If you are facing drug charges in Maryland, you may be considering whether to accept a plea deal. This may be one way to avoid a harsh sentence, but there may be other viable options that can avoid a conviction altogether with a strong defense.
Before pleading guilty, consider your defense options.
As FindLaw explains, just because authorities find drugs in your vicinity or in your possession does not mean that you committed a crime. There are many valid circumstances where you may still be innocent.
Officers often charge people with drug possession after misidentifying the substance or when the substance was lawfully in someone’s possession. People are also charged just because they are near drugs. Regulated pharmaceuticals are legal to use with a prescription, for example, and officers may charge you with a crime for possessing medication that a doctor prescribed and this includes marijuana.
Also, many illegal drugs resemble legal substances. Law enforcement officers frequently mistake hemp for marijuana, for instance, or baking soda for cocaine.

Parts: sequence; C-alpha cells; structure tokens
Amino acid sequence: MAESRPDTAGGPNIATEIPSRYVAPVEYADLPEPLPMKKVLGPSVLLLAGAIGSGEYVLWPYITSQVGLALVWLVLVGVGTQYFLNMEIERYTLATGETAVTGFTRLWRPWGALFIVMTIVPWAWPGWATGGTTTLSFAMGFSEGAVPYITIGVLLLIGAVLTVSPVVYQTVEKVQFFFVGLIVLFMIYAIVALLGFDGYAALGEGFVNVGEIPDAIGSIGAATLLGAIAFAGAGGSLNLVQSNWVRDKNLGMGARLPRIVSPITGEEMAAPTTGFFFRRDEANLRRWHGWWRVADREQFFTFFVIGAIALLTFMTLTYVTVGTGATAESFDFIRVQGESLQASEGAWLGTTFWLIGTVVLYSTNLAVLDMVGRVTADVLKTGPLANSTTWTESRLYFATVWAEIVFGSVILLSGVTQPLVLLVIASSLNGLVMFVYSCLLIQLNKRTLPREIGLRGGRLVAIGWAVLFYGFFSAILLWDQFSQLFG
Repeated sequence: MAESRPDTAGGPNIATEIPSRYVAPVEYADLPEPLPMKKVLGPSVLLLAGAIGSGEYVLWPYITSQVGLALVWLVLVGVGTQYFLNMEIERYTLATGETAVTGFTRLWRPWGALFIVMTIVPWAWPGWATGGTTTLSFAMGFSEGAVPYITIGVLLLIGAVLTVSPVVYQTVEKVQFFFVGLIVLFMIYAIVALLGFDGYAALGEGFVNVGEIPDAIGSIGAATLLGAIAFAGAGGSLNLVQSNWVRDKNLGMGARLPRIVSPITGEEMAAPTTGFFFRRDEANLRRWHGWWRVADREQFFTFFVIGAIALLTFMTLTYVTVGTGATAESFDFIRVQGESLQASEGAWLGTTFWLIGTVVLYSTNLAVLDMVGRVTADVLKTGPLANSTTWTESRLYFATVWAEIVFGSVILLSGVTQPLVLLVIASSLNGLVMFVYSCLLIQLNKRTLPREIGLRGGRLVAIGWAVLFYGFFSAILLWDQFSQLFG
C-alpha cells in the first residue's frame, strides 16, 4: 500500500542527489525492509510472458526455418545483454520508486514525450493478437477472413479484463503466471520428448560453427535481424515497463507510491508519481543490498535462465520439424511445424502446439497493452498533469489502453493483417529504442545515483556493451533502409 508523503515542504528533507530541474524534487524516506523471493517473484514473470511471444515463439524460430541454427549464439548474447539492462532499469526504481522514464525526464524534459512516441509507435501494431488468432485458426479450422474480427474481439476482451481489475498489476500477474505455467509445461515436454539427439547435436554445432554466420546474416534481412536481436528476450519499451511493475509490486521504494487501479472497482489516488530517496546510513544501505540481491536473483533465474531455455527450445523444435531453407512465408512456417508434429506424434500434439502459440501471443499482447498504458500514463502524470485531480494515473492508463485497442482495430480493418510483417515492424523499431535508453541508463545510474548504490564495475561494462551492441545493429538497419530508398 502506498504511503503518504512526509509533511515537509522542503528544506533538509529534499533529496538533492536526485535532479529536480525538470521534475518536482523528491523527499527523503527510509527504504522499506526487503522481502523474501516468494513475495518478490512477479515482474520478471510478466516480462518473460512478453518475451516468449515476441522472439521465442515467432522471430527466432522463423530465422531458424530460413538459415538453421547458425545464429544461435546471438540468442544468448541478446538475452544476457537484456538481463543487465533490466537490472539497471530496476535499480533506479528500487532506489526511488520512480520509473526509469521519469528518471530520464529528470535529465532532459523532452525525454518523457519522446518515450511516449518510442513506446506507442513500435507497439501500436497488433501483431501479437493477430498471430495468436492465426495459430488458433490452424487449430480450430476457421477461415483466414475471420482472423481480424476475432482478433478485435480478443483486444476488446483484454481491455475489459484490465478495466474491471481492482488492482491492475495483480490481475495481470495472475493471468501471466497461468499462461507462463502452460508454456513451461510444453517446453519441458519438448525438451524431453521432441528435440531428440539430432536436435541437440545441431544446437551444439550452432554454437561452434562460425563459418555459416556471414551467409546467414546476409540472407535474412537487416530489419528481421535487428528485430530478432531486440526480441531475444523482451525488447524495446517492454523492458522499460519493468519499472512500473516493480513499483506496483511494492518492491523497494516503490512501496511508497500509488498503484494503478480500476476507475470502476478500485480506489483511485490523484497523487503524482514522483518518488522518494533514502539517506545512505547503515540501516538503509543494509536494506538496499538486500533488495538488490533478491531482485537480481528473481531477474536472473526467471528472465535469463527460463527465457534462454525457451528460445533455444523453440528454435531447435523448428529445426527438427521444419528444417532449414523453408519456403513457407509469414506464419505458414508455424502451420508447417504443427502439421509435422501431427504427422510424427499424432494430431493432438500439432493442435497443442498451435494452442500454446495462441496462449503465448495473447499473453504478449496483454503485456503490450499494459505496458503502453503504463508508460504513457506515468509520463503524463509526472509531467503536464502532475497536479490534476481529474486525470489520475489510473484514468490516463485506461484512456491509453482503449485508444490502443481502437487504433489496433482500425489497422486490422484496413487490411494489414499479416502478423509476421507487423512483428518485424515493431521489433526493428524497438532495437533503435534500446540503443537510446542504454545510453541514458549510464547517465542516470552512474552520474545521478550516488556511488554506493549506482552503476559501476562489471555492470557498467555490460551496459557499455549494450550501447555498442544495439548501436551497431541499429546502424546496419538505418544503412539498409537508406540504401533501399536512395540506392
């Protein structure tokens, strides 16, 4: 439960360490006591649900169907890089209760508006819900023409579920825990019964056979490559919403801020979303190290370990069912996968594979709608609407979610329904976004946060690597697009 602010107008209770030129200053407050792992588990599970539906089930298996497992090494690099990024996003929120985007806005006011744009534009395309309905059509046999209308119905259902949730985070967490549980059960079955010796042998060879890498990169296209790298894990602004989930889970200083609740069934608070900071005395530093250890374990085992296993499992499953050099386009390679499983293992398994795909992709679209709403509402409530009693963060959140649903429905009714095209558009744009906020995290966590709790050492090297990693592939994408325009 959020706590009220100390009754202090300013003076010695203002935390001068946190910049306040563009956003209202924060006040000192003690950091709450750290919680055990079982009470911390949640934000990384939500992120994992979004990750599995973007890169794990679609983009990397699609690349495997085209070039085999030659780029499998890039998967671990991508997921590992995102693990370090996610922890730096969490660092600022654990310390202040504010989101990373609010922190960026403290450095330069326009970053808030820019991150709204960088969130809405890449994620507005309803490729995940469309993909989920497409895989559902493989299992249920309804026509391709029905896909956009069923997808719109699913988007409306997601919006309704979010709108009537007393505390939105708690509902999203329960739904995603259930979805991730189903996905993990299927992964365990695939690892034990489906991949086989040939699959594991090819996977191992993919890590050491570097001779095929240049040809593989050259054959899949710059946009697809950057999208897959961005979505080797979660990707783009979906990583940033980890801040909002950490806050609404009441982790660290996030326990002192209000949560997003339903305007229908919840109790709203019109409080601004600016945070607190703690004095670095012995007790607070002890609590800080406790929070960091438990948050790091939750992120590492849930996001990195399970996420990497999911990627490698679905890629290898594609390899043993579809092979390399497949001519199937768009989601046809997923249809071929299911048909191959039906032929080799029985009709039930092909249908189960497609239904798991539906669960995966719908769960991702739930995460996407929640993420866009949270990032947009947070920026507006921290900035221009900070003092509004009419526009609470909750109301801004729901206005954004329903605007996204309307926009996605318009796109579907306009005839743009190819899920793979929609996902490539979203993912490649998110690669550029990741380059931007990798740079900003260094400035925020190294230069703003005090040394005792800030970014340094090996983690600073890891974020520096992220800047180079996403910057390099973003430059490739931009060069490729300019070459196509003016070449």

You may also argue that the drugs belonged to another person or that you were unaware of their existence. Oftentimes, people have constitutional defenses under the 4th Amendment that they are completely unaware. That is why it is extremely important to seek legal counsel to evaluate your case.
Even if you are guilty of the offense, you may still have recourse. If officers deceptively convinced you to commit a crime you would not otherwise commit, they may be guilty of entrapment. They may lawfully use sting operations to catch you in the act of a crime, but they may not induce you to do something illegal.
If an officer found drugs in your possession, this evidence may not be admissible in court if the officer obtained it through unlawful search and seizure. If the officer searched your vehicle or person without a warrant, without probable cause, and without your consent, you may have a good reason to ask that a court dismiss the evidence under the Fourth Amendment.